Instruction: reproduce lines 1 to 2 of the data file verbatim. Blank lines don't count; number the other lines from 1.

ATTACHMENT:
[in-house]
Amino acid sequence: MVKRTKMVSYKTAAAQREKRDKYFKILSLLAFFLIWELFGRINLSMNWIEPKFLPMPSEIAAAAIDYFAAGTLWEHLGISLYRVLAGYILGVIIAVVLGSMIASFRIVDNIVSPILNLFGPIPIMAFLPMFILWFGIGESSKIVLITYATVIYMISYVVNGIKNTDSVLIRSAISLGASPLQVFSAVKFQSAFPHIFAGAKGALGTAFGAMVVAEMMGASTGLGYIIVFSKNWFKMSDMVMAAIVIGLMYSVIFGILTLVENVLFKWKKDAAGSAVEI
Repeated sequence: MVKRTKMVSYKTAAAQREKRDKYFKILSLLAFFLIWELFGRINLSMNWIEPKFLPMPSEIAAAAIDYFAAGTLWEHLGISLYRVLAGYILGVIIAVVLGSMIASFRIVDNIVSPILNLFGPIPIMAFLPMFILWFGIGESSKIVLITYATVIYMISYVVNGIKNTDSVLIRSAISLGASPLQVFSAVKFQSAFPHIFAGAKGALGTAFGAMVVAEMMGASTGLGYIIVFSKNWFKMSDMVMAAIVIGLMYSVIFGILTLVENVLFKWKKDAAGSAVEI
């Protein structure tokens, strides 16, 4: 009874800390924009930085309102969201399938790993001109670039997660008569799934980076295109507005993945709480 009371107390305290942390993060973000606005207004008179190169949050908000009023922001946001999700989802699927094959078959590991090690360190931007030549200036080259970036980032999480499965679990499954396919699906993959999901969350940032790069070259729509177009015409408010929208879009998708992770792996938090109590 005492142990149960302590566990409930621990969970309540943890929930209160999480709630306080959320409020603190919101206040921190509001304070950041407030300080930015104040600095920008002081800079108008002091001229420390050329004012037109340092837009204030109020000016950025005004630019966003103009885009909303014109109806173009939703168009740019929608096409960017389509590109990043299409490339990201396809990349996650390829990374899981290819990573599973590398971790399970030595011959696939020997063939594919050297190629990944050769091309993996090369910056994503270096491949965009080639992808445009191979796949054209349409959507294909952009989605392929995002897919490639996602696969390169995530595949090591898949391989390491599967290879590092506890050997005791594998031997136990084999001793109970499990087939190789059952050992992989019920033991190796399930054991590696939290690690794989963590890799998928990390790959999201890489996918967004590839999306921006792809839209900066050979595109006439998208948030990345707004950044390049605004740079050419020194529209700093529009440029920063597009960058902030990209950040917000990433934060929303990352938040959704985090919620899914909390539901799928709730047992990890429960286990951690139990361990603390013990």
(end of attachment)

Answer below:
[in-house]
Amino acid sequence: MVKRTKMVSYKTAAAQREKRDKYFKILSLLAFFLIWELFGRINLSMNWIEPKFLPMPSEIAAAAIDYFAAGTLWEHLGISLYRVLAGYILGVIIAVVLGSMIASFRIVDNIVSPILNLFGPIPIMAFLPMFILWFGIGESSKIVLITYATVIYMISYVVNGIKNTDSVLIRSAISLGASPLQVFSAVKFQSAFPHIFAGAKGALGTAFGAMVVAEMMGASTGLGYIIVFSKNWFKMSDMVMAAIVIGLMYSVIFGILTLVENVLFKWKKDAAGSAVEI